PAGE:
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The Silent YIMBY Majority, and Why They Lose

So, a local entrepreneur wants to build a beautiful, mixed-use building on a surface parking lot in the Linden Hills neighborhood of Minneapolis. This is apparently quite controversial.

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Some 1,500 people have signed a petition opposing the development, a five-story condominium building with ground floor retail (right). These neighborhood folks are really worked up. Their concerns are often vague and wide ranging, but the most consistent complaint seems to be that the building is too tall.

Our friends at Twin Cities Streets for People say now this sustainable project is in jeopardy. And it's a shame because it would benefit a lot of people, but those people aren't necessarily invested enough to get involved with the planning process. On one hand we have 1,500 people who are against this project. On the other hand, we have:

?,000 Linden Hills residents who are indifferent or mildly supportive of the project, but don't have the time or interest to be any way involved in the political process for it. They may not even be aware of it.

?00 potential residents of this building that want to live in this location, but aren't currently able to. Maybe the nearby single family homes are too expensive. Maybe they are physically impaired and need to live close to retail amenities and transit service. Maybe they simply prefer living in a condo in a mixed-use setting that isn't as busy as Downtown or Uptown. Denying this development is also denying more people a chance to live in a nice neighborhood of their choice.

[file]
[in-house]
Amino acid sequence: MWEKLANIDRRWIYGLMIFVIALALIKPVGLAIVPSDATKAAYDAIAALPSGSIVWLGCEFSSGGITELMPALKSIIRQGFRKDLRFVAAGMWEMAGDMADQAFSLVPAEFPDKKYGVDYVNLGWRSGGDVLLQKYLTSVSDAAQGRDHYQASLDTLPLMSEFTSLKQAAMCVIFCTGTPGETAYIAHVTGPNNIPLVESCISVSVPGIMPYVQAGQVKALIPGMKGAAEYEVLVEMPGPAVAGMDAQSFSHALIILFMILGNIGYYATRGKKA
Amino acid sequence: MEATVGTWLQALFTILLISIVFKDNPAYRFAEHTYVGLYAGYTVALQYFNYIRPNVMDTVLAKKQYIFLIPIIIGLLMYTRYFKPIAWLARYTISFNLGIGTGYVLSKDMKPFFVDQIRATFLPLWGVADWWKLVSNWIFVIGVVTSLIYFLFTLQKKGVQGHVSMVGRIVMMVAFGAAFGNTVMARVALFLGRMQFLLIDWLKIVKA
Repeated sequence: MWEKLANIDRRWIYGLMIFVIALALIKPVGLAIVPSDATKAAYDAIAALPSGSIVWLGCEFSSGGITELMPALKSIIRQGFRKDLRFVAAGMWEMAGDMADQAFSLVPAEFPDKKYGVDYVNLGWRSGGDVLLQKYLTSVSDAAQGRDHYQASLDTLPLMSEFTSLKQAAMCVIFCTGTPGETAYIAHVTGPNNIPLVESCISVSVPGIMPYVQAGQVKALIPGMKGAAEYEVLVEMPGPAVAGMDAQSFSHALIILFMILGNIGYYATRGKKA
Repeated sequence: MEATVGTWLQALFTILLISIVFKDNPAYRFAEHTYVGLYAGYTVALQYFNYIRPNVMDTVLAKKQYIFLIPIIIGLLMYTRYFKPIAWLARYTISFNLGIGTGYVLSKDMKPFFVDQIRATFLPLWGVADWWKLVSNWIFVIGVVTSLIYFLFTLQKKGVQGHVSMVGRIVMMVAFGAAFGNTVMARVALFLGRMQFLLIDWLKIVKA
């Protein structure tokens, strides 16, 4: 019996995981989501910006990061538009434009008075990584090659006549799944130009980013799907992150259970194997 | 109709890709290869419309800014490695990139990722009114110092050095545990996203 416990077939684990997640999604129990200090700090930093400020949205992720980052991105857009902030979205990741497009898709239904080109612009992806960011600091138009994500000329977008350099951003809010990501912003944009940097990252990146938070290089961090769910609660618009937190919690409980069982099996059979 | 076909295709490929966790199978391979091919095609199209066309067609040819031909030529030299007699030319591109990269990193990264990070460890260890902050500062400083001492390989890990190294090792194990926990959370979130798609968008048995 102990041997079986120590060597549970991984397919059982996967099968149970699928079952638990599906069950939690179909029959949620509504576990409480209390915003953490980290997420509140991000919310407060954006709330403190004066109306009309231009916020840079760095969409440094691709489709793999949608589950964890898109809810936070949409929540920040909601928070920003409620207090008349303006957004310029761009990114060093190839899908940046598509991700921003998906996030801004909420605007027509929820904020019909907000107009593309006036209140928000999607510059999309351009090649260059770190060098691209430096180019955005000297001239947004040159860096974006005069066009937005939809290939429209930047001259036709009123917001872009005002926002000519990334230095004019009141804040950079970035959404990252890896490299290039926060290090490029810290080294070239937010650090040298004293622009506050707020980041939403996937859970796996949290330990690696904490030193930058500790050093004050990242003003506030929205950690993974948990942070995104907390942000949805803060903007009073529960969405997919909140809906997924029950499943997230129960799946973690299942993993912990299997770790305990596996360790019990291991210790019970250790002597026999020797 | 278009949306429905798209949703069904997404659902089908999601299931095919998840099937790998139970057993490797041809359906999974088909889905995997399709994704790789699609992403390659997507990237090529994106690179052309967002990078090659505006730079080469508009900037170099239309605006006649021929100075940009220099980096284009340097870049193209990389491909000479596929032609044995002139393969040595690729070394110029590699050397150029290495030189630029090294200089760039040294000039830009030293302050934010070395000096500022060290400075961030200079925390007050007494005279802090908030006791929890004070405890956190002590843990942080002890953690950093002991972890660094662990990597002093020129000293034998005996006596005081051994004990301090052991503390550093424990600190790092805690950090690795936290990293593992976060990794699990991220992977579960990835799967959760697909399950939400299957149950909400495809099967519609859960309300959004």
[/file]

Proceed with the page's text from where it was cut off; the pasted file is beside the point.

??,000 people that visit Linden Hills to shop or eat and would enjoy having additional retail destinations and restaurants to choose from.

382,000 Minneapolis residents who would benefit from broadening the tax base. Pretty much every property owner in the City has had taxes go up in the last few years, even as property values have fallen. There are two ways to help that: cutting the budget, and broadening the tax base. Since the City is now down to laying off firefighters and cops, broadening the tax base is probably the only viable route for any substantial relief from property tax burdens.

7,000,000,000 people across the globe who will in some way be impacted by climate change if we can't reduce our transportation emissions; to have any chance of doing so, we need to reduce dependence on motor-vehicles by increasing density in walkable communities. It may seem extreme to claim that the outcome of a single local land-use decision will impact billions, but this same process is repeated a thousand times over in cities across the country. If a 5-story building can't be built in a commercial node of a relatively dense urban neighborhood, where can it?

Hopefully Minneapolis' decision makers will keep this silent majority in mind when the decision comes down to a vote some time in the next few months.

Elsewhere on the Network today: I Bike TO says Toronto Mayor Rob Ford's effort to end "the war on cars" is paradoxically hurting motorists. New Network blog Sitka Cycling reminds us in the lower 48 to be strong in the winter -- after all, they're still biking in Alaska. And NextSTL rallies the troops to oppose the demolition of two buildings to make way for surface parking.

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